Agribusiness is one of the areas with the greatest potential for improvement through blockchain implementation.
Through this channel, we have addressed the various applications of blockchains. We have seen that fields such as finance, inventory and supply chain management, gaming, sports, healthcare and insurance are undergoing revolutionary transformations.
By comparison, however, the agrarian sector still lags far behind in this wave of change, despite its immense potential for financial gains and process improvements.
Agriculture is one of the most fundamental areas of human production, existing since prehistoric times. The way we grow our food has been gradually modified over time, according to the needs of each region.
Advances in science, fertilizers and agrochemicals, and our understanding of soil and large-scale plantation models have made possible the industrialization of traditional agricultural processes.
The use of data technologies in agribusiness
Currently, the agricultural sector makes use of information and communication technologies, using information data in the face of demands for increased production and sustainability. Using these resources improves the efficiency of data collection, storage, analysis and use in agriculture. Some application cases are:
- remote sensing data of soil conditions, which aid in crop management;
- mobile devices, such as smartphones, reduce the cost of information and open up farmers’ access to markets and financial institutions;
- the application of GPS technology, with maps and satellite images that allow the management and inspection of plantations and agricultural machinery.
The progressive use of information technologies has provided considerable advances in the profitability of agribusiness. However, there is an inevitable central problem associated with these advances: the acquisition and use of data through a biased bias, which can benefit the particular interests of those who have control over that topic.
This occurs, for example, when stakeholders take part in a multi-parameter decision and are influenced by the interests of the organization they represent. The solution to problems like this comes through blockchain technology.
The potential of using blockchains in agribusiness
Data recorded through blockchains is shared on a P2P network, which works like a read-only ledger. They establish permanent records of the generation, transaction and consumption of data, so that every new record needs to be validated by the network nodes before composing the sequence.
This architecture also prevents modification of this data, making it tamper-proof.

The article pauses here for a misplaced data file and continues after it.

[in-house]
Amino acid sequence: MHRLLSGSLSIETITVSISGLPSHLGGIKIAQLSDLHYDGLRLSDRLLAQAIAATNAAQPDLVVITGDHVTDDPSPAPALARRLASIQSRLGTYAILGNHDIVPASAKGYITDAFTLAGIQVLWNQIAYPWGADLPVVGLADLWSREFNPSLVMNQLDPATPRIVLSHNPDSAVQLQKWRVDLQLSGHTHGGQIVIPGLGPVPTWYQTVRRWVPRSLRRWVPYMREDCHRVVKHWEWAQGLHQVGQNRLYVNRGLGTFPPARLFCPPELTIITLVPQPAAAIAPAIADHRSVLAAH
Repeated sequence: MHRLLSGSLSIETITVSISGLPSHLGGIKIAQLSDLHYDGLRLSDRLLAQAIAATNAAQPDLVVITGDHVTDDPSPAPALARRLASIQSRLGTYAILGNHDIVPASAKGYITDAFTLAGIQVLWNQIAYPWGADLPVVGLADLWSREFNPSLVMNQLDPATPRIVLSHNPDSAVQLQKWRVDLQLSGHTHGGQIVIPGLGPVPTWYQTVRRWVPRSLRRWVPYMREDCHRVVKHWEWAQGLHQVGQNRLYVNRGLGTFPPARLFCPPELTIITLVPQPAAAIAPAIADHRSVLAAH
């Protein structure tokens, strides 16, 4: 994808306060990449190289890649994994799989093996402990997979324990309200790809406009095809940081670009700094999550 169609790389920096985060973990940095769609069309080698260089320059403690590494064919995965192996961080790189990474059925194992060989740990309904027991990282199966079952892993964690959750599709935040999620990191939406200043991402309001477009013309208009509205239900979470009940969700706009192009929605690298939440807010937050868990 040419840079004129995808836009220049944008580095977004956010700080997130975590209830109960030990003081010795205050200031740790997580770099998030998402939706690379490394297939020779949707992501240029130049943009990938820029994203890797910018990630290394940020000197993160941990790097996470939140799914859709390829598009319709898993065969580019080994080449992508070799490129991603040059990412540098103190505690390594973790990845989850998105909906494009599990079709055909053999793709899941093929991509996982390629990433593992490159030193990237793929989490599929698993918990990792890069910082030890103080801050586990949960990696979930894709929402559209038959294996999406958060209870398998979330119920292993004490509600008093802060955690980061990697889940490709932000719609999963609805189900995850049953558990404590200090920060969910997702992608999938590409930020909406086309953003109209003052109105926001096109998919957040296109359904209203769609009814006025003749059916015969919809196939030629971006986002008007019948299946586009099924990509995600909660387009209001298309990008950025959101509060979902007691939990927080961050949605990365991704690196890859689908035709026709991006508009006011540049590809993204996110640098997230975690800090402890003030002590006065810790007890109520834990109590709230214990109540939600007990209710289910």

In the agricultural sector, the application of this technology brings a series of benefits, among which are:
- Feeding the aforementioned problems of reliability and bias in the collection, use and transfer of data. This enables transparent decision-making based on this information;
- Implementing blockchains eliminates the participation of intermediaries such as banks, financial institutions and resellers. It decentralizes the production chain and allows direct P2P transactions, which drastically reduces costs and benefits both producers and consumers;
- In supply chain management, the use of blockchains allows the tracking and confirmation of the origin, quality and path taken by food products, something of paramount importance for consumers, governments, etc. It also allows the detection of fraud and problems in real time, with the help of smart contracts.
There are several startups launching innovations for the agricultural industry, with specially architected solutions for transactions, supply chain management and product origin tracking. Market value estimates for these agricultural blockchain innovations were, in 2017, $41.2 million.
This figure is expected to rise to US$430 million by the year 2023, an average growth rate of around 47.8% per year.
The development of new innovative solutions could bring even more possibilities for modernization to agribusiness. Some examples already in development are:
insurance for plantations: The processes involving plantation insurers and farmers are extremely complex and bureaucratic, many prone to fraud and quite time consuming.
The use of systems with smart contracts on blockchains can make this very easy, in two ways: automating the procedures for carrying out insurance and redeeming values in case of losses, and enabling the automatic verification of conditions for redemption, such as condition histories. weather and remote sensing data.
smart agriculture: Smart agriculture, or smart farming, comes from the marriage between agribusiness and the Internet of Things (IoT). This includes technological advances such as machine learning and devices with sensors for data collection and analysis, as well as the use of drones and other unmanned aerial vehicles.
This type of resource involves the need for a unified, efficient and automated security and management system. Blockchain systems are currently the safest and most effective solution on the market.
Blockchain technology promises to take agribusiness a step further, automating processes and reducing costs. The implementation of these new resources should happen especially in large-scale plantations, producing commodities for world trade.
In this year and beyond, we will see a sharp growth in the development of custom blockchain applications for agriculture.
About the author
Alkudmani Fares holds a degree in Business Administration from Tishreen University, in Syria, with an MBA from Edinburgh Business School, Scotland. Brazilian naturalized. He serves as Business Development Manager Brazil at Kucoin.